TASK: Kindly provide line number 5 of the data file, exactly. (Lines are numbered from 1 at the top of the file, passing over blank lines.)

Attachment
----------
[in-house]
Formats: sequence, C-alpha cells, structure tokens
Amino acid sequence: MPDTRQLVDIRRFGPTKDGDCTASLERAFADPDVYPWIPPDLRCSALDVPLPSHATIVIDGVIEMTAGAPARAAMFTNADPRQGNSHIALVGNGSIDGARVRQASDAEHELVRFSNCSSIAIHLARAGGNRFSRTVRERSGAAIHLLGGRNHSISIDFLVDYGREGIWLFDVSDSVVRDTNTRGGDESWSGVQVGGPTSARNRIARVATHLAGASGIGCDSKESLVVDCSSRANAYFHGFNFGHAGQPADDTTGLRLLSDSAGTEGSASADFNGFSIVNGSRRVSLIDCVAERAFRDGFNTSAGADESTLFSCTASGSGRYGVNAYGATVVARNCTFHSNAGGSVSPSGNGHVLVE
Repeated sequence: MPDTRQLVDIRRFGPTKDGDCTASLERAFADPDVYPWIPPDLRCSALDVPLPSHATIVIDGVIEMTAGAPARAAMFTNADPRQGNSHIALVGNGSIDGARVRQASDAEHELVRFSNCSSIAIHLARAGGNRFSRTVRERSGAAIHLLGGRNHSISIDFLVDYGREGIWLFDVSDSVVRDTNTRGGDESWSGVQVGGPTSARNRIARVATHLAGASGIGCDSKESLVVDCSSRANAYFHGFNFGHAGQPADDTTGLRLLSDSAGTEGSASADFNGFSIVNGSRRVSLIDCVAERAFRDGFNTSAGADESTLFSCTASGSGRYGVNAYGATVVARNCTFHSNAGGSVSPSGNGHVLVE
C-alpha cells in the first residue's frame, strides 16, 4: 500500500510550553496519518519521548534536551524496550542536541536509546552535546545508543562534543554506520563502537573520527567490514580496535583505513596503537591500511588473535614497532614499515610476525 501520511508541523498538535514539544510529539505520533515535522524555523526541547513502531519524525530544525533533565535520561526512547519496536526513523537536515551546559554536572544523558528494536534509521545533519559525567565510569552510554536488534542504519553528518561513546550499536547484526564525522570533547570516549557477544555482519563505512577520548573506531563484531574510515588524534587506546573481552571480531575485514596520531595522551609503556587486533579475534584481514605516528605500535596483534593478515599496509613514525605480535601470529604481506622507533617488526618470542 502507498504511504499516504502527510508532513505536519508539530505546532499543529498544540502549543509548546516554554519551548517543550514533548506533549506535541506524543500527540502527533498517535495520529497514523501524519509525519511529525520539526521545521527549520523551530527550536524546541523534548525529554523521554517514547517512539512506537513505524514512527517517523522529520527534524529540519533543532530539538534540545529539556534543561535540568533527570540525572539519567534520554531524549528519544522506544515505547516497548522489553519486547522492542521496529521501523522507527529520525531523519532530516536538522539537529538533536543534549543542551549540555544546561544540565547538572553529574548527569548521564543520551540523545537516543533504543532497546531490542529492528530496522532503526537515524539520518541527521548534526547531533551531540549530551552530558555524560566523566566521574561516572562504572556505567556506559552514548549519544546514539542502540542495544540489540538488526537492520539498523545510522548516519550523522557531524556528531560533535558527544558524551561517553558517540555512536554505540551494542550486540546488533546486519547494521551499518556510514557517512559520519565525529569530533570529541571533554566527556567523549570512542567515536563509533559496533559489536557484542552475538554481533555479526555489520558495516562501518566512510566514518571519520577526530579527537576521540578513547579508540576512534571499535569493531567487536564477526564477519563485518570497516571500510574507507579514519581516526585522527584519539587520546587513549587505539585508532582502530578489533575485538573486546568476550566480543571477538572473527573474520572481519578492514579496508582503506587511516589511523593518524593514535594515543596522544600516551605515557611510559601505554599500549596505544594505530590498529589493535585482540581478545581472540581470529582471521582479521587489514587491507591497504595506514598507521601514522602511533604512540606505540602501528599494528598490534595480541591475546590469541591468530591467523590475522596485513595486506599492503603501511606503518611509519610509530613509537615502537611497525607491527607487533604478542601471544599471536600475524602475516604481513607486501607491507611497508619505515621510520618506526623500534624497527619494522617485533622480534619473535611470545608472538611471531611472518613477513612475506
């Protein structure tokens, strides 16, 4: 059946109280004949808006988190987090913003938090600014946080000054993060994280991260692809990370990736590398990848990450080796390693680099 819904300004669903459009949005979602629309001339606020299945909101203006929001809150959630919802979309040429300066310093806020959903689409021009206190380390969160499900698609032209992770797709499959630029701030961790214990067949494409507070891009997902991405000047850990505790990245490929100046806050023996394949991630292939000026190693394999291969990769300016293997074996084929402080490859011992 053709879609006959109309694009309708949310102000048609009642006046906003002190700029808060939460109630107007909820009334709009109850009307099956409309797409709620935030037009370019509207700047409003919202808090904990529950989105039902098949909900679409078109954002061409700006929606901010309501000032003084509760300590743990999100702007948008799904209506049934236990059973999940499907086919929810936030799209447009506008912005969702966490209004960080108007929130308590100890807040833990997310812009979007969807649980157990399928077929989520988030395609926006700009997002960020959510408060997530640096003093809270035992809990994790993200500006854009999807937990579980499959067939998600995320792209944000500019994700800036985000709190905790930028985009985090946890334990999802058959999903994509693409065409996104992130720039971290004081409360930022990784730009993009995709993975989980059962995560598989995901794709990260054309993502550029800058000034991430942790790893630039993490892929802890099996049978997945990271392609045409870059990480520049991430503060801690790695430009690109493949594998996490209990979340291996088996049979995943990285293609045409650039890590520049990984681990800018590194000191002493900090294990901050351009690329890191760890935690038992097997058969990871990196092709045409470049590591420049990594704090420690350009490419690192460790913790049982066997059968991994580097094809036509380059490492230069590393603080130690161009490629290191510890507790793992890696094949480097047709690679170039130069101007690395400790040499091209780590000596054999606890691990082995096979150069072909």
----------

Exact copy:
C-alpha cells in the first residue's frame, strides 16, 4: 500500500510550553496519518519521548534536551524496550542536541536509546552535546545508543562534543554506520563502537573520527567490514580496535583505513596503537591500511588473535614497532614499515610476525 501520511508541523498538535514539544510529539505520533515535522524555523526541547513502531519524525530544525533533565535520561526512547519496536526513523537536515551546559554536572544523558528494536534509521545533519559525567565510569552510554536488534542504519553528518561513546550499536547484526564525522570533547570516549557477544555482519563505512577520548573506531563484531574510515588524534587506546573481552571480531575485514596520531595522551609503556587486533579475534584481514605516528605500535596483534593478515599496509613514525605480535601470529604481506622507533617488526618470542 502507498504511504499516504502527510508532513505536519508539530505546532499543529498544540502549543509548546516554554519551548517543550514533548506533549506535541506524543500527540502527533498517535495520529497514523501524519509525519511529525520539526521545521527549520523551530527550536524546541523534548525529554523521554517514547517512539512506537513505524514512527517517523522529520527534524529540519533543532530539538534540545529539556534543561535540568533527570540525572539519567534520554531524549528519544522506544515505547516497548522489553519486547522492542521496529521501523522507527529520525531523519532530516536538522539537529538533536543534549543542551549540555544546561544540565547538572553529574548527569548521564543520551540523545537516543533504543532497546531490542529492528530496522532503526537515524539520518541527521548534526547531533551531540549530551552530558555524560566523566566521574561516572562504572556505567556506559552514548549519544546514539542502540542495544540489540538488526537492520539498523545510522548516519550523522557531524556528531560533535558527544558524551561517553558517540555512536554505540551494542550486540546488533546486519547494521551499518556510514557517512559520519565525529569530533570529541571533554566527556567523549570512542567515536563509533559496533559489536557484542552475538554481533555479526555489520558495516562501518566512510566514518571519520577526530579527537576521540578513547579508540576512534571499535569493531567487536564477526564477519563485518570497516571500510574507507579514519581516526585522527584519539587520546587513549587505539585508532582502530578489533575485538573486546568476550566480543571477538572473527573474520572481519578492514579496508582503506587511516589511523593518524593514535594515543596522544600516551605515557611510559601505554599500549596505544594505530590498529589493535585482540581478545581472540581470529582471521582479521587489514587491507591497504595506514598507521601514522602511533604512540606505540602501528599494528598490534595480541591475546590469541591468530591467523590475522596485513595486506599492503603501511606503518611509519610509530613509537615502537611497525607491527607487533604478542601471544599471536600475524602475516604481513607486501607491507611497508619505515621510520618506526623500534624497527619494522617485533622480534619473535611470545608472538611471531611472518613477513612475506